Are you an exercise freak? Do you love to spend your evenings pounding the sidewalks or doing lengths at your local pool? If you are that girl and then you find yourself pregnant it can be a confusing time. You want to keep up your good work don’t you? Surely taking care of yourself is even more important now that you are carrying such precious cargo? Of course you want to keep exercising but at what cost? Is it safe to exercise while pregnant? Of course it is! There are many different types of exercise that are safe to do while pregnant.
For a start labour is a tiring and enduring process. The more physically fit you are then the better your stamina. And the better your stamina the better you will be able to handle such a physically exerting task like bringing a new born baby into the world! Many agree that exercising during pregnancy can even help to give you a shorter labour and increase your chances of giving birth vaginally. Exercising stretches the muscles. This can ease of whole host of pregnancy niggles and aches and pains. Walking improves the circulation which can ease the look and discomfort of varicose veins and swimming strengthens those tummy muscles and supports the weight of your growing bump. There are tons of safe exercises out there for a fitter pregnancy including brisk walking, gentle spin classes, aqua-natal classes and swimming.
But there are some things to remember. Don’t exhaust yourself for one. It’s tiring enough growing another human inside you so remember you may need to slow down during your pregnancy. This is normal. Enjoy it and relax. The safest forms of exercise when you are expecting are swimming, brisk walking, using an indoor exercise bike, step or elliptical machines and low-impact aerobics. These activities carry little risk of injury, benefit your entire body and can be continued until birth.
It’s safer to stick to nothing too strenuous, especially not in hot weather. If you go to classes, then be sure that the instructor knows that you are pregnant and is aware how far gone you are. Exercises that have a risk of falling such as skiing, gymnastics, horse riding or ice hockey should be approached with caution. We don’t want you injuring yourself or that bun you’ve got in the oven! It’s best to avoid any contact sports where there is a risk of being hit. So no karate, kickboxing or squash.It’s safest not to lie flat on your back, especially after the 16 week mark. The weight of your bump presses on the main blood vessel bringing blood back to your heart. This can make you feel faint. As the baby has no protection against decompression and sickness and gas embolism, scuba diving should be avoided at all costs. Don’t exercise at heights of over 2,500m above sea level or else you risk altitude sickness for both you and your little one.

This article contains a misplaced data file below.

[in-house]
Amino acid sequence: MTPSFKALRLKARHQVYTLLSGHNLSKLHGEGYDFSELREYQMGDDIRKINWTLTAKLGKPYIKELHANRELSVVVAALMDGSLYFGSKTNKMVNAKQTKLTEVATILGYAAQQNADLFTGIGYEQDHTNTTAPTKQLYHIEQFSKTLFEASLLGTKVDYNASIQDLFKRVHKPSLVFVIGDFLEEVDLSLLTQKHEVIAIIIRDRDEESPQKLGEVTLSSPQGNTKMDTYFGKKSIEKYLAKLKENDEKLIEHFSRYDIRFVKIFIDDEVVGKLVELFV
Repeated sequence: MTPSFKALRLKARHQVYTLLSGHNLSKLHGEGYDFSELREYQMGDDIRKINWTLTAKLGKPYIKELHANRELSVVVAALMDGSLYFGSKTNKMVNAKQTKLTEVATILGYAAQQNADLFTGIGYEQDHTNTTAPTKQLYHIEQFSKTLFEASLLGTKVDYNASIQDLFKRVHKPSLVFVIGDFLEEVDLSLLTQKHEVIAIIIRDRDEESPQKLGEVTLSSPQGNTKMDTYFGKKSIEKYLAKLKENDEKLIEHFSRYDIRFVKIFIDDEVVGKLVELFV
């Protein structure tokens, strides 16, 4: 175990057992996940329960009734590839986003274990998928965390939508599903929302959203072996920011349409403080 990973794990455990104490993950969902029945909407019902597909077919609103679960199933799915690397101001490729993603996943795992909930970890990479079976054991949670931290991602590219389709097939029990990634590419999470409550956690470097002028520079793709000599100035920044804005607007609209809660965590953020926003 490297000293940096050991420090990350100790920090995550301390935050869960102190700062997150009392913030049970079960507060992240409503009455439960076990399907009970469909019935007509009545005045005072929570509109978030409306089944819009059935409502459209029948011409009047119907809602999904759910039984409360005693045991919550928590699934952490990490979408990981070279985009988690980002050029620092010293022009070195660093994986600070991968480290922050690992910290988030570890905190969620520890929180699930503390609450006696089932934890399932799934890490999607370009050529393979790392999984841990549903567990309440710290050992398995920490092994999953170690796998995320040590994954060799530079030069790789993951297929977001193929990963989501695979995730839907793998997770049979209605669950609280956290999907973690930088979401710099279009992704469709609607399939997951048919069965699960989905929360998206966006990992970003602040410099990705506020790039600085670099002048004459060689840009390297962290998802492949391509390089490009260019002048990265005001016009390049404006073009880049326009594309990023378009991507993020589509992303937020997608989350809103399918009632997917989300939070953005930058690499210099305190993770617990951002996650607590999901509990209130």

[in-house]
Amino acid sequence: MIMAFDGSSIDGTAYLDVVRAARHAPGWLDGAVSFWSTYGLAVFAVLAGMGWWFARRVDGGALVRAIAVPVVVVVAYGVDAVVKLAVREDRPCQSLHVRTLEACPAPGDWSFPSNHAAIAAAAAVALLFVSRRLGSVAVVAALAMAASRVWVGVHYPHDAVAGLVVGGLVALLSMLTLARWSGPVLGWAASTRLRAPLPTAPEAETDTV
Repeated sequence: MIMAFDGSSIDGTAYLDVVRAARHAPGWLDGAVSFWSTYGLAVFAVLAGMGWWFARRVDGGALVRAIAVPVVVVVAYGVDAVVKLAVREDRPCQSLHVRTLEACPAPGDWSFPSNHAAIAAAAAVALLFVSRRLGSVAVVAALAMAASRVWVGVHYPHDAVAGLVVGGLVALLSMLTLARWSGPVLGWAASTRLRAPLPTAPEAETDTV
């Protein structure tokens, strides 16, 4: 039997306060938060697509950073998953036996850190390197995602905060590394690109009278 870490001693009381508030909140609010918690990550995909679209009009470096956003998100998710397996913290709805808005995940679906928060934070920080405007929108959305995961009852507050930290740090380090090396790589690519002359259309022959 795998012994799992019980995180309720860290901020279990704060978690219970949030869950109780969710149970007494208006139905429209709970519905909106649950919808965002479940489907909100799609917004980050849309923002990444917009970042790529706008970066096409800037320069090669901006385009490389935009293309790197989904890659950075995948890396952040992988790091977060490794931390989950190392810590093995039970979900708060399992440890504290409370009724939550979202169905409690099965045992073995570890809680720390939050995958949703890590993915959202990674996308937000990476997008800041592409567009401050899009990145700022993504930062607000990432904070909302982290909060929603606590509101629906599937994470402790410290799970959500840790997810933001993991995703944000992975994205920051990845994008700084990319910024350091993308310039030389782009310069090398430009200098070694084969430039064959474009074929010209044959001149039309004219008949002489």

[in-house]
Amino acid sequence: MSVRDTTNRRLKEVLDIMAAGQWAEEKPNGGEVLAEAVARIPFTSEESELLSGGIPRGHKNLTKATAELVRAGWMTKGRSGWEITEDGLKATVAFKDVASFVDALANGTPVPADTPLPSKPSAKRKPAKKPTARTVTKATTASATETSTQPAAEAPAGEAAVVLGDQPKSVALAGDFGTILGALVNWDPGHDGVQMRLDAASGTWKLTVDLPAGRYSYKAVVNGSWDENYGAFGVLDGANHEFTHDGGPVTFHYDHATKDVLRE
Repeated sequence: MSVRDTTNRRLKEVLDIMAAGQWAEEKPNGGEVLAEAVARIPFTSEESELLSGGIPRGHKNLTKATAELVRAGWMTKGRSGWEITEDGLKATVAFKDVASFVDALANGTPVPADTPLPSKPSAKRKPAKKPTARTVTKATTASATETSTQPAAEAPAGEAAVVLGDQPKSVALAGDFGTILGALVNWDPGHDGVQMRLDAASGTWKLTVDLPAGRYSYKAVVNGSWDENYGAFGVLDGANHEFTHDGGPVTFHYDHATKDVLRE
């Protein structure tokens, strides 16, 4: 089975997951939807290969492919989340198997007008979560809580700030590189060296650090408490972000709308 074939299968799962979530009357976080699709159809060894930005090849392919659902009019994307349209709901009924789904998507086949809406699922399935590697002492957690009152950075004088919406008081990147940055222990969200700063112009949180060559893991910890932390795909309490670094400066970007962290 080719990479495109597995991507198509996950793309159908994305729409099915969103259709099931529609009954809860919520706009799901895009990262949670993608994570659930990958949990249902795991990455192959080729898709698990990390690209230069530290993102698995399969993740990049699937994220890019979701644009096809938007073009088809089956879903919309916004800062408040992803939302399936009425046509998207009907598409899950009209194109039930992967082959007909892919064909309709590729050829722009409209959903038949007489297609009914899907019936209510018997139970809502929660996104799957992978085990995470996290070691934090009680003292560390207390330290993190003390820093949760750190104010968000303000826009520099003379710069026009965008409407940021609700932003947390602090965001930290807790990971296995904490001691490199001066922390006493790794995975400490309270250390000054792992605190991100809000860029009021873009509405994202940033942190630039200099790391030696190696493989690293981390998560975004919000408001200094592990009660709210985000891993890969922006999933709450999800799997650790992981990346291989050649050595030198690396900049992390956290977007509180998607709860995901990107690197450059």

So what’s the safesst exercises you can do during the first trimester? Try doing a light weight work-out three days a week, resting at least a day between each session. Compliment this with a cardio work-out three days per week, on the days in-between your weight work-out. Remember to always warm up and cool down and not to push yourself too hard if you feel tired. The first trimester can be an exhausting time! Exercising during the second trimester can be a great way of keeping your energy levels up and helping you to sleep well at night. Aerobic activities such as jogging and swimming, relaxation techniques and strength training are all appropriate during the second trimester of pregnancy. Even if you didn’t exercise before, you can still safely begin a routine during the second trimester. Stretching continues to be important during your third and final trimester. Just be cautious of laying on your back and try and use a yoga block instead. Power walking is considered to be really useful during the last trimester as it allows gravity to help the final stages of pregnancy progress. As exercising on your feet can become a struggle by this point, another great way to keep going is by stationary cycling. The bike will not only support your weight but help to reduce bodily swelling by increasing circulation.
When done sensibly, exercise is not dangerous to your baby – so keep up your normal daily physical activity or exercise for as long as you feel comfortable. And reap the benefits for both you and your little one later on!